9. Thou shalt not ignore strategy
While this and many other related article points towards the importance of data analytics driven process to help run a business but that does not trump the importance of a good strategy. As Henry Ford rightly pointed out: “If I had asked people what they wanted, they would have said faster horses”, this is true for data driven learning as well. Still a good rounded strategy when combined with a good data analytics process forms the best way to go data driven.

10. Thou shalt not run it as a spring but a marathon
And lastly, it is important to understand that a good execution is a constant and consistent set of operations. Surely, there are lots of successes along the way but still it should be treated as a long and consistent journey towards creating a data driven organization. While this is the most understood rule, this is the most ignored rule as well. We all are bounded by our urge to deliver fast results that we many time forget the bigger picture that we are suppose to achieve and understanding this rule will help us stay focused towards long term vision.

So, while the road being data driven is painful and long, but keeping a grip on these 10 rules will help leaders win their fight and at the least put-up a fight worth tuning in for.

Source: The 10 Commandments for data driven leaders by v1shal

The Pitfalls of Using Predictive Models

I joined my friend’s fantasy football league this past season. I was skeptical to join at first. My friend’s league had been together for 7 years, each participant with deep knowledge about nearly all the NFL players and the game. I, on the other hand, have not followed NFL football for nearly 20 years and had only a superficial knowledge of only the popular NFL players. Given my lack of knowledge, I thought that I could use predictive modeling to help me pick my fantasy team during the draft.

Predictive Modeling

Predictive modeling is a process by which a statistical model is chosen to best predict the probability of an outcome. The use of predictive modeling was illustrated in the excellent movie, Moneyball, in which Billy Beane, the manager of the Oakland Athletics used predictive modeling to select the players for his team. Working under a limited budget compared to other teams in the league, his predictive model identified baseball players who were undervalued by the other teams yet were predicted to get runs/points. Those would be the players he selected. As a measure of Billy Beane’s success, the Athletics, in 2006, were ranked 24th of 30 major league teams in player salaries but had the 5th-best regular-season record.

We used Yahoo!’s Fantasy Football service as the platform for our league. The site provide a predicted overall score (the total score expected across the entire regular season) for each NFL player. I used this predicted score as the basis for my draft selection, selecting the top player (most points in his position) each time it was my turn in the draft. I continued to use Yahoo!’s predictions each week when selecting my team lineup for that week’s games.

My Performance

Our league included 12 teams. Out of 12, I came in last place. No matter what metric of performance we used to rank the teams at the end of the season, my team was the worst. My team had the lowest Win/Loss ratio. My team scored the fewest points. My team gave up the most points. Although I did not expect to win the league, I did not expect to get last place. Where did I go wrong? Here are two reasons that could explain my poor performance.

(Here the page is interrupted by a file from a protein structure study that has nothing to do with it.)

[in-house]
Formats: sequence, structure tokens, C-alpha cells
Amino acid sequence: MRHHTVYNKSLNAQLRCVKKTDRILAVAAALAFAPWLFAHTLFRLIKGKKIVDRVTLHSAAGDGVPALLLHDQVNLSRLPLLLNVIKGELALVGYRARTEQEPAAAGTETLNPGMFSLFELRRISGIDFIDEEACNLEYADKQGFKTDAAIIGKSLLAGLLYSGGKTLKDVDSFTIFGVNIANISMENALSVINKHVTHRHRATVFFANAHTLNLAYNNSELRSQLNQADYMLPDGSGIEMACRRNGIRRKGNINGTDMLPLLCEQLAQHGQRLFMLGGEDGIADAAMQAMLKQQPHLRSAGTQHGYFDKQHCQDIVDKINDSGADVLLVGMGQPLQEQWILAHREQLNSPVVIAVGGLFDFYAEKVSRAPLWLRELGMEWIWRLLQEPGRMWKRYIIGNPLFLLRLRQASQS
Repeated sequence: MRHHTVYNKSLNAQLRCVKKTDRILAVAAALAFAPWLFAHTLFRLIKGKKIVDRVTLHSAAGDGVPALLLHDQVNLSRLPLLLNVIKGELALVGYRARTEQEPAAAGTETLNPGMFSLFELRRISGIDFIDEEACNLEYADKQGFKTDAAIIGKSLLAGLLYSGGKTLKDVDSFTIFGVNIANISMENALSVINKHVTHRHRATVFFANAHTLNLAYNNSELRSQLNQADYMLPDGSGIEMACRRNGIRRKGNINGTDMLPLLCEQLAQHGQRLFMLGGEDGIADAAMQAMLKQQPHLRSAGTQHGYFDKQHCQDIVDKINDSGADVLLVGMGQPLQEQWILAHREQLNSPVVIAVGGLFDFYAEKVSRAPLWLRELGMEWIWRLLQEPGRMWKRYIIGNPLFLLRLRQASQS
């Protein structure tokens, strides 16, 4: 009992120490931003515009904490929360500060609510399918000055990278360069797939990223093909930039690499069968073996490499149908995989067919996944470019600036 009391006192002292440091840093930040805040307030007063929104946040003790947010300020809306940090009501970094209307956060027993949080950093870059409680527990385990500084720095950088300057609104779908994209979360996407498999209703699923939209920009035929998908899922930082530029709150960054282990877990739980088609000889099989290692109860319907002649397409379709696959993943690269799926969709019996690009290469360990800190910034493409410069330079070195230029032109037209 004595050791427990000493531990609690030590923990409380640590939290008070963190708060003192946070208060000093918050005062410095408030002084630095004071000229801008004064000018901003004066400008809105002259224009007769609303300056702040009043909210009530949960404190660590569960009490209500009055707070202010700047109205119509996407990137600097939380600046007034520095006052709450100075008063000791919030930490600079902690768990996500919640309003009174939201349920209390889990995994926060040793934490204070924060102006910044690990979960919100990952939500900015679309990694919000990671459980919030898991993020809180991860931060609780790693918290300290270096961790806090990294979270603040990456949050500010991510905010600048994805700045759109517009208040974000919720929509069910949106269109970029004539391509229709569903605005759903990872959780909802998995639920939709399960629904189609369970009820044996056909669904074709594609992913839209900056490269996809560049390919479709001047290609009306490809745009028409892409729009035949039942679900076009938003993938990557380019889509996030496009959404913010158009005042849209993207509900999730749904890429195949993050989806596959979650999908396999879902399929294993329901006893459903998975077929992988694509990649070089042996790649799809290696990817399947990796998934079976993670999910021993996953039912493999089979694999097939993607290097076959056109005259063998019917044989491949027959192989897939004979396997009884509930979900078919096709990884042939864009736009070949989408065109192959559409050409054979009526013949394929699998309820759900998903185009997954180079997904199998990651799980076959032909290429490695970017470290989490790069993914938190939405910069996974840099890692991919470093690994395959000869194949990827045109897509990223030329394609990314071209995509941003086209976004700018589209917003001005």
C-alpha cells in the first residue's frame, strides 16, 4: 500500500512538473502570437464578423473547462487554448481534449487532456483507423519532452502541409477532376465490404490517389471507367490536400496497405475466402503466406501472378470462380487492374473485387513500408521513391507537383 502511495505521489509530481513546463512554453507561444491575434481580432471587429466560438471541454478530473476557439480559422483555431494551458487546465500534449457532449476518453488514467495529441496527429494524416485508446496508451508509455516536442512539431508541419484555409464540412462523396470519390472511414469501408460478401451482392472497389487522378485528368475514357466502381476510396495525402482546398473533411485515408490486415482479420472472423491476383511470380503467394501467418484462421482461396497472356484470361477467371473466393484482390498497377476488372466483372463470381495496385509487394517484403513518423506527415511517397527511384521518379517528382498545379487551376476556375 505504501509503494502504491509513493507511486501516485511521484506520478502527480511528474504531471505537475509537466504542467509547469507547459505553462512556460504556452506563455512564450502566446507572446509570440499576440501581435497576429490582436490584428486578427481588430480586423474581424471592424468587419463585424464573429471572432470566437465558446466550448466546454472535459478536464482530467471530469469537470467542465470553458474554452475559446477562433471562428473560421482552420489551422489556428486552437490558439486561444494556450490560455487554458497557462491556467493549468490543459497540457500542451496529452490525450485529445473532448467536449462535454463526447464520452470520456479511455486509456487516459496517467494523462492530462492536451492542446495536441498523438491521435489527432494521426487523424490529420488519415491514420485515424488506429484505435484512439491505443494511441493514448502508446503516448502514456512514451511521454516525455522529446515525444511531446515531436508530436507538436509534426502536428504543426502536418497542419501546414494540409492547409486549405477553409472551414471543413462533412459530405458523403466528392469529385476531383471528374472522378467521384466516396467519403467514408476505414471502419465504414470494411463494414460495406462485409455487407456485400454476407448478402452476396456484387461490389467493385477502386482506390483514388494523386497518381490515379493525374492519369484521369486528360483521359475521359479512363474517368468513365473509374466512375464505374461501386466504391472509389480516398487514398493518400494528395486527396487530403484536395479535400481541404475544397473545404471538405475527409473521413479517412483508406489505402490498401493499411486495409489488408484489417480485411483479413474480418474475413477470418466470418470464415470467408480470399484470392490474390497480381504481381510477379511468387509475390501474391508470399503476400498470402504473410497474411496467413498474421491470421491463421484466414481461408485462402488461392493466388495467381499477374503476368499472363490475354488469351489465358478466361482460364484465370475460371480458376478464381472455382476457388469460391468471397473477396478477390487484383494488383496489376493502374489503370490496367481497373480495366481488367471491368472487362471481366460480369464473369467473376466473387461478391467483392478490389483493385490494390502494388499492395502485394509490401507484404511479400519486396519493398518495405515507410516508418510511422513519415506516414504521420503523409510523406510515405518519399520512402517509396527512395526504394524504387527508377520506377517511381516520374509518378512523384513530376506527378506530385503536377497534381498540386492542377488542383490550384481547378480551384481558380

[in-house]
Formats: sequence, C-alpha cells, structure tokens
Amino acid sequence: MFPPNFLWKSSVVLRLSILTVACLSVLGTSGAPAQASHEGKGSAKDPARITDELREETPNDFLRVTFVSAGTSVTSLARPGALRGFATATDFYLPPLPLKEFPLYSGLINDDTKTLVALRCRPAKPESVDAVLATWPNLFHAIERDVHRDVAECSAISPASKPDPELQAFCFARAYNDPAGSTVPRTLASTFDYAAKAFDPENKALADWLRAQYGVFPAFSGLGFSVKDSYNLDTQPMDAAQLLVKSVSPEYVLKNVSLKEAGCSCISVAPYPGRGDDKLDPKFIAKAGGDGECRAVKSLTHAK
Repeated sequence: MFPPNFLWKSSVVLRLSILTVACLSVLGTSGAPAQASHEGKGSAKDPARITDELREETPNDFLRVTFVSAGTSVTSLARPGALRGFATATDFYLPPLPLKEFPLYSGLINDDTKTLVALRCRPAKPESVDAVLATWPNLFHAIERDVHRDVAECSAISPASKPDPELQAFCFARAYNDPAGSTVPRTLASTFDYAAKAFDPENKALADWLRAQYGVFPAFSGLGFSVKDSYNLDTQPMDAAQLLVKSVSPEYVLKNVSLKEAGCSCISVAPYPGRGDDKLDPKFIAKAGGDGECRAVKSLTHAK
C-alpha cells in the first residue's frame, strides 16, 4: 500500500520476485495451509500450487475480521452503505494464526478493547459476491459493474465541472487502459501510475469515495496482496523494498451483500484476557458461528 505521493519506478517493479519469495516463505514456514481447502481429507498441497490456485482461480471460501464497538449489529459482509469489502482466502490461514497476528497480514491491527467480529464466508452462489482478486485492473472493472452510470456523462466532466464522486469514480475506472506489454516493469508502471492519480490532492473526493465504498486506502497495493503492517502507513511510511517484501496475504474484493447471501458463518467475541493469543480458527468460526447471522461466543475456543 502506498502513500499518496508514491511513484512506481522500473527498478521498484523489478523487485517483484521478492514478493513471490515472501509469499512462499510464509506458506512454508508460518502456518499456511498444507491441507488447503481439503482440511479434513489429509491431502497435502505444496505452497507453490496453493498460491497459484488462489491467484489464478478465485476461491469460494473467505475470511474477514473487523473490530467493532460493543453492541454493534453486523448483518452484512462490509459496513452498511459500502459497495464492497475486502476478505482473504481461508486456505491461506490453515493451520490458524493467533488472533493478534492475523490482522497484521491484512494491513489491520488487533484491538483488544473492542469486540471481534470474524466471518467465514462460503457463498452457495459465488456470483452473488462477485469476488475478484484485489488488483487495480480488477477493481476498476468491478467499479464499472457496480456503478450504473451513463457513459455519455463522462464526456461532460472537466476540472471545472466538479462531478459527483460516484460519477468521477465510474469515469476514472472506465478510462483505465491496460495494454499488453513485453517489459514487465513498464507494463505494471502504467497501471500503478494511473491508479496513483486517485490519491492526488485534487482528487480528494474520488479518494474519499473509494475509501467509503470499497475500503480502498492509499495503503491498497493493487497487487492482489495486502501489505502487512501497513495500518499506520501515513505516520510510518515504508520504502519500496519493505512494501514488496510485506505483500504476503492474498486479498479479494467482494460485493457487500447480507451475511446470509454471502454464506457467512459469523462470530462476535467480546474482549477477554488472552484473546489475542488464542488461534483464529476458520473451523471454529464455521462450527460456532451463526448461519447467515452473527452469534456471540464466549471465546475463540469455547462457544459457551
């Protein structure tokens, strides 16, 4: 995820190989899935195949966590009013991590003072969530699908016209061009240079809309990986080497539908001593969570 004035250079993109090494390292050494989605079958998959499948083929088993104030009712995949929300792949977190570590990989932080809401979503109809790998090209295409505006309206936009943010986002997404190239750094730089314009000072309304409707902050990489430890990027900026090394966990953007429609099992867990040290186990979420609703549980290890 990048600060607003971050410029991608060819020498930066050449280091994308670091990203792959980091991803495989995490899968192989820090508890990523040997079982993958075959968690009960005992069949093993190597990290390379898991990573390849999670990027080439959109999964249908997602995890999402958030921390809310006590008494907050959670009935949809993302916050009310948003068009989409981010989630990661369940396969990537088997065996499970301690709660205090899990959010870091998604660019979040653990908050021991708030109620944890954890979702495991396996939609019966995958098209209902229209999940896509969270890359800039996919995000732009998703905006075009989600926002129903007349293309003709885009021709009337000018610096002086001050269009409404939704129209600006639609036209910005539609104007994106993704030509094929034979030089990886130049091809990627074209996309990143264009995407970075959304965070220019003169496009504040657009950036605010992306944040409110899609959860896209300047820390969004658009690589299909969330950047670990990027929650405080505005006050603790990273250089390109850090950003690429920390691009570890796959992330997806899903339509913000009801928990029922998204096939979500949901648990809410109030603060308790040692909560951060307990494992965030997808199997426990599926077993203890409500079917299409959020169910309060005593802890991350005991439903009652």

1. The Model Provides Poor Predictions

The value of a predictive model is measured by how well it predicts an outcome. I did (do) not know how well Yahoo!’s model predicts actual total scores (but something I am going to calculate next season). It is quite possible that the correlation between predicted and actual end-0f-season point totals is low. Even if this correlation was non-zero, the model still may not provide much forecasting power on which to base player selection decisions. Even a correlation of .50 (rather good for predicting any type of behavior) means that you can only explain 25% of the variance in end-of-season points. Perhaps my use of Yahoo!’s predicted scores did not help me select the best players because they were simply not good at predicting actual end-of-season scores.

Yahoo!’s predictions of player’s end-of-season point totals is offered with no additional background information about what variables they use or how those variables are combined to make their predictions. Information about how the model was built (subjectively, statistically, both) would help users evaluate the quality of the model. Were the selection and weighting of variables chosen to maximize the predictive power? Were key player variables excluded (under-specified model) in the development of the predictive model?

2. I Lack Content Knowledge

My lack of knowledge about the NFL players could have impacted my performance in two ways: 1) by  limiting my ability to use Yahoo!’s predictions correctly; 2) by limiting my ability to augment Yahoo!’s model with unique, nuanced information about players/games. As I continue to play fantasy football, I expect my performance will improve based solely on the information I learn through watching games.

Predictive Modeling and Customer Experience Management